A heat pump is part of a heating and cooling system and is installed outside your home.
So, what is a heat pump? A heat pump is part of a home heating and cooling system and is installed outside your home. Like an air conditioner such as central air, it can cool your home, but it’s also capable of providing heat. In cooler months, a heat pump pulls heat from the cold outdoor air and transfers it indoors, and in warmer months, it pulls heat out of indoor air to cool your home. They are powered by electricity and transfer heat using a refrigerant to provide comfort all year round. Because they handle both cooling and heating, homeowners may not need to install separate systems to heat their homes. In colder climates, an electric heat strip can be added to the indoor fan coil for additional capabilities. Heat pumps do not burn fossil fuel like furnaces do, making them more environmentally friendly.
HOW DOES A HEAT PUMP WORK?
How does a heat pump work? Heat pumps transfer heat from one place to another by different air or heat sources. Air-source heat pumps move heat between the air inside a home and the air outside the home, while ground-source heat pumps (known as geothermal heat pumps) transfer heat between the air inside a home and the ground outside a home. We will focus on air-source heat pumps, but the basic operation is the same for both.
WHERE DO HEAT PUMPS WORK BEST?
Homeowners in need of a new heating or cooling system may consider the type of climate they live in before purchasing a heat pump system. Heat pumps are more common in milder climates, where the temperature does not typically drop below freezing. In colder regions, they can also be combined with furnaces for energy-efficient heating on all but the coldest days. When the temperature outside drops too low for the heat pump to operate effectively, the system will instead use the furnace to generate heat. This kind of system is often called a dual fuel system – it is very energy efficient and cost-effective.
Pros and Cons of Heat Pumps
Heat pumps can help consumers save on utilities, but they have limitations. First, they tend to be somewhat ineffective in cold climates where the outdoor air temperature falls near or below freezing on a regular basis, although innovators are working to improve upon this. This is because moving heat from a very cold area to a hotter one takes more energy than moving heat between two areas with a more moderate temperature difference.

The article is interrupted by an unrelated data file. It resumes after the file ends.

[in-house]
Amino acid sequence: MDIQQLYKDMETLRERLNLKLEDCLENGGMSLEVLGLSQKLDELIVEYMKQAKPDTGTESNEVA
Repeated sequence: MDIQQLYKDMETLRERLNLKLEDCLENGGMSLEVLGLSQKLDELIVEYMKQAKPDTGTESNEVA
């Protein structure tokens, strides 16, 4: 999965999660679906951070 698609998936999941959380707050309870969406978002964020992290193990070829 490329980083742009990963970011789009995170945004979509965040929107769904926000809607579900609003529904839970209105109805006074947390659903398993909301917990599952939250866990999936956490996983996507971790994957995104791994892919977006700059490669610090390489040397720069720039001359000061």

There's also more heat available outside in a moderate climate than in a cold climate. It's important to note that even in a cold climate, there's still heat in the outside air to be pumped indoors, but the unit needs to work harder to extract the heat that's available. Supplemental energy may be required to make the heat pump produce enough warmth to comfortably heat your home when the temperature falls below freezing, and that's no good.
The heat produced by heat pumps isn't as intense as the heat produced by a gas or oil-burning furnace. People who are used to traditional furnaces can be uncomfortable with the milder heat produced by these systems. Other people prefer the warmth produced by heat pumps, because heat pumps distribute heat evenly throughout the house, meaning there are no cold spots. A heat pump will also turn on and off less often than a gas furnace, and most systems have eliminated the blowing of cold air through the vents that used to occur when the system temporarily switched into reverse to defrost the coils.
Before you install a heat pump, you'll need to consider what kind of supplemental or backup heating you may need to use when the heat pump can't work efficiently. Many heat pumps use supplemental electrical heating, but you might also use an oil burner or an adapted gas furnace. Whatever type of heating system is common in your area is likely the most efficient and cost-effective backup method. You can always call your local utility company for information.
Ground-source heat pumps are better dehumidifiers than normal air conditioners because these systems typically have larger, flat return coils that condition and dehumidify more air than the corresponding coil in an air conditioning system. Air-source heat pumps have about the same dehumidifying capabilities as air-conditioning systems. If you have any humidifying or dehumidifying needs, take this into consideration.
Now that you know the pros and the cons of heat pumps, read on to learn what to look for when you buy a heat pump.
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